August 20-21, 10:00am-8:00pm, Seattle, WA, Seattle Hempfest 2005. At Myrtle Edwards Park, Pier 70, admission free, visit http://www.hempfest.org or (206) 781-5734 or [email protected] for further information.
August 28, 11:00am-9:00pm, Olympia, WA, Third Annual Olympia Hempfest. At Heritage Park, visit http://www.olyhempfest.com for further information.
September 14-17, Scottsdale, AZ, "Speaking Truth to Power: Vision, Voice & Justice," conference on racial and economic justice, sponsored by the National Legal Aid & Defender Association and the Project for the Future of Equal Justice. Contact Charles Wynder at
September 17, Boston, MA, "Sixteenth Annual Fall Freedom Rally," sponsored by MASSCANN. On Boston Common, visit http://www.masscann.org for updates, or contact (781) 944-2266 or [email protected].
September 23-25, New Paltz, NY, Students for Sensible Drug Policy Northeast Conference. At SUNY New Paltz, contact Jenny Loeb at [email protected] for further information.
September 25-29, Kabul, Afghanistan, "The 2005 Kabul International Symposium -- Drug Policy: Challenges and Responses." Sponsored by the Senlis Council, at Kabul University, visit http://www.senliscouncil.net/modules/events/kabul/ or e-mail [email protected] for further information.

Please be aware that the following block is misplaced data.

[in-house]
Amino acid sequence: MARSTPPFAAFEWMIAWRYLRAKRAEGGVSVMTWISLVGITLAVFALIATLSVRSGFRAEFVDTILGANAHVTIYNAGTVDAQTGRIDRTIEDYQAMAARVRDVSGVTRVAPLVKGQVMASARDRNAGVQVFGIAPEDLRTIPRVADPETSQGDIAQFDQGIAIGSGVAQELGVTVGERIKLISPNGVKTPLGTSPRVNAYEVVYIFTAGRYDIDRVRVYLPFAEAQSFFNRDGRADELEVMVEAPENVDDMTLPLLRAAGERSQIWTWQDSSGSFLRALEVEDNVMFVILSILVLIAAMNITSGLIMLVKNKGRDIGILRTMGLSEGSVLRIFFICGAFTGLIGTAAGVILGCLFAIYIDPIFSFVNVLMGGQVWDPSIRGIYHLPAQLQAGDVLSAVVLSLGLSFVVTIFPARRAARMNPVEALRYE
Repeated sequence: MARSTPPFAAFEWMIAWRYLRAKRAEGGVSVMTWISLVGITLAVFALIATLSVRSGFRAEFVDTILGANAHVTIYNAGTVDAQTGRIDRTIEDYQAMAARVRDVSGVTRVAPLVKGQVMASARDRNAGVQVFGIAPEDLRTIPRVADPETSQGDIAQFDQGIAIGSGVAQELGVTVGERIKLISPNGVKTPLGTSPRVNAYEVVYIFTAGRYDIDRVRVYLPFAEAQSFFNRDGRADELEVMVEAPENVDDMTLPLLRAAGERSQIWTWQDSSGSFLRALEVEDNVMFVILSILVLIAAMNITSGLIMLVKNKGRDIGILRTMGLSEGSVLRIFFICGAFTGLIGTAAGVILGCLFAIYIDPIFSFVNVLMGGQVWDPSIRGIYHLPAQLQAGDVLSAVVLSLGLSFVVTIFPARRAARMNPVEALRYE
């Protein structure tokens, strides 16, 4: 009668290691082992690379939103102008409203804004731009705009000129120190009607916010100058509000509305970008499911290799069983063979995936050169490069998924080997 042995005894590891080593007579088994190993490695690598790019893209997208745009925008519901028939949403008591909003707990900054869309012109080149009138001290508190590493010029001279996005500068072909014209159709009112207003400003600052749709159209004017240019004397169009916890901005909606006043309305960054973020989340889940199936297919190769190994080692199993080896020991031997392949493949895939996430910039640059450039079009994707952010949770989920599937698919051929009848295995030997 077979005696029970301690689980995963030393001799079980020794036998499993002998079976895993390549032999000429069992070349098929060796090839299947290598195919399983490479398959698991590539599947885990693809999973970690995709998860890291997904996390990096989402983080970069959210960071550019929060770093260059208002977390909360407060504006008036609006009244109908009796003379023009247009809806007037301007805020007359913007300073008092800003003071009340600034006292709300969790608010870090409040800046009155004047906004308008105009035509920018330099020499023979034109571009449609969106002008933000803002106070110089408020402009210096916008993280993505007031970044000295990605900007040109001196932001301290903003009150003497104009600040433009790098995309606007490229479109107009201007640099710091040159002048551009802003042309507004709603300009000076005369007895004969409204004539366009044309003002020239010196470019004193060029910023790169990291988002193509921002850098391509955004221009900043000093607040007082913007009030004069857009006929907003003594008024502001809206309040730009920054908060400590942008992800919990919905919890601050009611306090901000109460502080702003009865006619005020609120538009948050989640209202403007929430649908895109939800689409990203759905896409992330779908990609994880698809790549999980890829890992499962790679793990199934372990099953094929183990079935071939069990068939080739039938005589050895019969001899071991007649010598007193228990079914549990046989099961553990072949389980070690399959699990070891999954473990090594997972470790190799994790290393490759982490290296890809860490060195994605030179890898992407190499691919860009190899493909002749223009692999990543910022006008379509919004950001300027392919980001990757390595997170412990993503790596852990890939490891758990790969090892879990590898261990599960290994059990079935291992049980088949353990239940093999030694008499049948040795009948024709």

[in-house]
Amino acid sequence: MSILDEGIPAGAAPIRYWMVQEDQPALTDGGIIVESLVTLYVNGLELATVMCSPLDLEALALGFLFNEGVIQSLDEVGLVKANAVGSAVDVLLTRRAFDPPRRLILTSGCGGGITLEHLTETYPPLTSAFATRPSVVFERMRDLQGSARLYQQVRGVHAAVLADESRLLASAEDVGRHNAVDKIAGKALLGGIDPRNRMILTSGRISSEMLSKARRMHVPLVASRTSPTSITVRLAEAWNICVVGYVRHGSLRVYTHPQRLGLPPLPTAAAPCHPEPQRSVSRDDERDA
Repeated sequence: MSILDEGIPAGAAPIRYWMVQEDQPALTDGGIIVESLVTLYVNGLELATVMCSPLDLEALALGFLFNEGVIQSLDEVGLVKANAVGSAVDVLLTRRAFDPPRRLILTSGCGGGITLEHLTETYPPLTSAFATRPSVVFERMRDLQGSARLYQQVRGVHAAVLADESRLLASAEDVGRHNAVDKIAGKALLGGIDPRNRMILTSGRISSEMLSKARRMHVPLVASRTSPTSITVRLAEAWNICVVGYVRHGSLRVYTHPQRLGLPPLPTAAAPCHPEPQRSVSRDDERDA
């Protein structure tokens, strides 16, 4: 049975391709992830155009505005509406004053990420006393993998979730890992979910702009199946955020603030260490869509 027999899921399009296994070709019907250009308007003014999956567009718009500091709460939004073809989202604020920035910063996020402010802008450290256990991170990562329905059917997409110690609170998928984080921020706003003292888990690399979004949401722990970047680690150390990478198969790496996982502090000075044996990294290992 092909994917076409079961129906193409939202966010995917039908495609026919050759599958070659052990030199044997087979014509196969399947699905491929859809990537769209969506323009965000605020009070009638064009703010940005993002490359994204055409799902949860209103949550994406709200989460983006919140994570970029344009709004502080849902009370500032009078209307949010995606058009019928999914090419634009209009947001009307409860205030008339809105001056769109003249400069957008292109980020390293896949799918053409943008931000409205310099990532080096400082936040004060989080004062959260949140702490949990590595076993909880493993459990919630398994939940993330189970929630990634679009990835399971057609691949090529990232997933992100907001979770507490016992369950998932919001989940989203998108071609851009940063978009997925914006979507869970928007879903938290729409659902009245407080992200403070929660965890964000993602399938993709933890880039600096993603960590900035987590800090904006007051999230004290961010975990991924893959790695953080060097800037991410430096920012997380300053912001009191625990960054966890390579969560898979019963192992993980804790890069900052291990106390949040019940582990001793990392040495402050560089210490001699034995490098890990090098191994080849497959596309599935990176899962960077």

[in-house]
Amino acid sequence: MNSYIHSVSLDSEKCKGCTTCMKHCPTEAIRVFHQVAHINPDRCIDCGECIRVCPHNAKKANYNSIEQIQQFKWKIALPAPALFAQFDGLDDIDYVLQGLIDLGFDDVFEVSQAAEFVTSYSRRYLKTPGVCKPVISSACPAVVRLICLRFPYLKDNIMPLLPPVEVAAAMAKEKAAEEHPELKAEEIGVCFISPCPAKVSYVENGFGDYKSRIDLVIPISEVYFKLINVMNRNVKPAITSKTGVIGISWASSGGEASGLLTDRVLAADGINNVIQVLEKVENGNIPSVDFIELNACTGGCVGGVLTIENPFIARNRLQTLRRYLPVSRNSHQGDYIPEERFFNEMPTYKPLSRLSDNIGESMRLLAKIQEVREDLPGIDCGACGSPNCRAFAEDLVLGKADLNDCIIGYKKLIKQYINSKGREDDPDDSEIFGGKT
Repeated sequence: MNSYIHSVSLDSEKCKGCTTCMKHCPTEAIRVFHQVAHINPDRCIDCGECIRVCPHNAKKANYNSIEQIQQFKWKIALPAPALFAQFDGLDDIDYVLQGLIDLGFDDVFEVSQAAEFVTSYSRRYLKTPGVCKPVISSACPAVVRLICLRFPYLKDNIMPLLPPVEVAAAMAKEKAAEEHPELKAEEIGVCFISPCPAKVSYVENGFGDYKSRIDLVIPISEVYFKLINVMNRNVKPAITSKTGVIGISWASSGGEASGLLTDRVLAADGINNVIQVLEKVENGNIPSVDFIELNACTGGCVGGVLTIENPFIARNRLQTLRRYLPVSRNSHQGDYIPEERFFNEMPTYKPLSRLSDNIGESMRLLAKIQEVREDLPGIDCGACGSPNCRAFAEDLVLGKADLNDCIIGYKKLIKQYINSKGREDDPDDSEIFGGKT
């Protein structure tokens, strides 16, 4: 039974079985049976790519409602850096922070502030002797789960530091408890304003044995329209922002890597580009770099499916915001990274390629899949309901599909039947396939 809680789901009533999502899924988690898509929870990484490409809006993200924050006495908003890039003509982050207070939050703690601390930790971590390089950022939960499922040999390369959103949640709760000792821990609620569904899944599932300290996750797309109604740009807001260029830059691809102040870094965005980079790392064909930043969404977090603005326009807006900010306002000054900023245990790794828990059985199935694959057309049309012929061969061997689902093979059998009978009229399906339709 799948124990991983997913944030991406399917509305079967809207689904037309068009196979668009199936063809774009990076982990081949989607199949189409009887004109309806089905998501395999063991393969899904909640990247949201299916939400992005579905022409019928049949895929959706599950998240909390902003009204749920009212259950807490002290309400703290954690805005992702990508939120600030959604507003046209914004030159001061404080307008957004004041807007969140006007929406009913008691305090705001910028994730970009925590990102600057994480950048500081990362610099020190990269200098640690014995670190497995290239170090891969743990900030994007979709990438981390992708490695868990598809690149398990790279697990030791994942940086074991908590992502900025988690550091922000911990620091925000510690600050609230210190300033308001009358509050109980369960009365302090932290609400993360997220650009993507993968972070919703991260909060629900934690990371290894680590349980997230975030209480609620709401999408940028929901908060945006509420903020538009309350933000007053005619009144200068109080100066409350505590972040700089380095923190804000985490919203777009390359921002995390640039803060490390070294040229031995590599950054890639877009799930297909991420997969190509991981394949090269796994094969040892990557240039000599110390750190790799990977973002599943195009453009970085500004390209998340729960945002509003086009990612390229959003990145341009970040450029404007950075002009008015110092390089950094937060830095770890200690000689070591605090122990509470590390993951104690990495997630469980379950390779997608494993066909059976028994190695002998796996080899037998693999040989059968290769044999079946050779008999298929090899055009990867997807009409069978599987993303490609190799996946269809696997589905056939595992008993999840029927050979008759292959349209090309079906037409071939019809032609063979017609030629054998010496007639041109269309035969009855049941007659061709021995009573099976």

October 1-2, Madison WI, "35th Annual Great Midwest Marijuana Harvest Festival." At the UW Campus Library Mall, visit http://www.weedstock.com for further information.
October 18-19, Vancouver, BC, Canada, "Escaping the Chaos: A Public Health Alternative to Black Market Drug Distribution," conference and evening multi-faith session sponsored by the "Keeping the Door Open: Dialogues on Drug Use" coalition. At the Morris J. Wosk Centre for Dialogue, 580 W. Hastings St., visit http://www.keepingthedooropen.com for further information.
November 9-12, Long Beach, CA, "Building a Movement for Reason, Compassion and Justice," the 2005 International Drug Policy Reform Conference. Sponsored by Drug Policy Alliance, at the Westin Hotel, details to be announced. Visit http://www.drugpolicy.org/events/dpa2005/ for updates.
November 13-16, Markham, Ontario, "Issues of Substance," Canadian Centre on Substance Abuse National Conference 2005. At Hilton Suites Toronto/Markham Conference Centre & Spa, visit http://www.ccsa.ca/pdf/ccsa-annconf-abstract-2005-e.pdf for info.
January 13-15, 2006, Basel, Switzerland, "Problem Child and Wonder Drug: International Symposium on the occasion of the 100th Birthday of Albert Hofmann." Sponsored by the Gaia Media Foundation, visit http://www.lsd.info for further information.
February 9-11, 2006, Tasmania, Australia, The Eleventh International Conference on Penal Abolition (ICOPA), coordinated by Justice Action. For further information visit http://www.justiceaction.org.au/ICOPA/ndx_icopa.html or contact +612-9660 9111 or [email protected].
April 5-8, 2006, Santa Barbara, CA, Fourth National Clinical Conference on Cannabis Therapeutics. Sponsored by Patients Out of Time, details to be announced, visit http://www.medicalcannabis.com for updates.
April 30-May 4, 2006, Vancouver, BC, Canada, "17th International Conference on the Reduction of Drug Related Harm," annual conference of the International Harm Reduction Association. Visit http://www.harmreduction2006.ca for further information.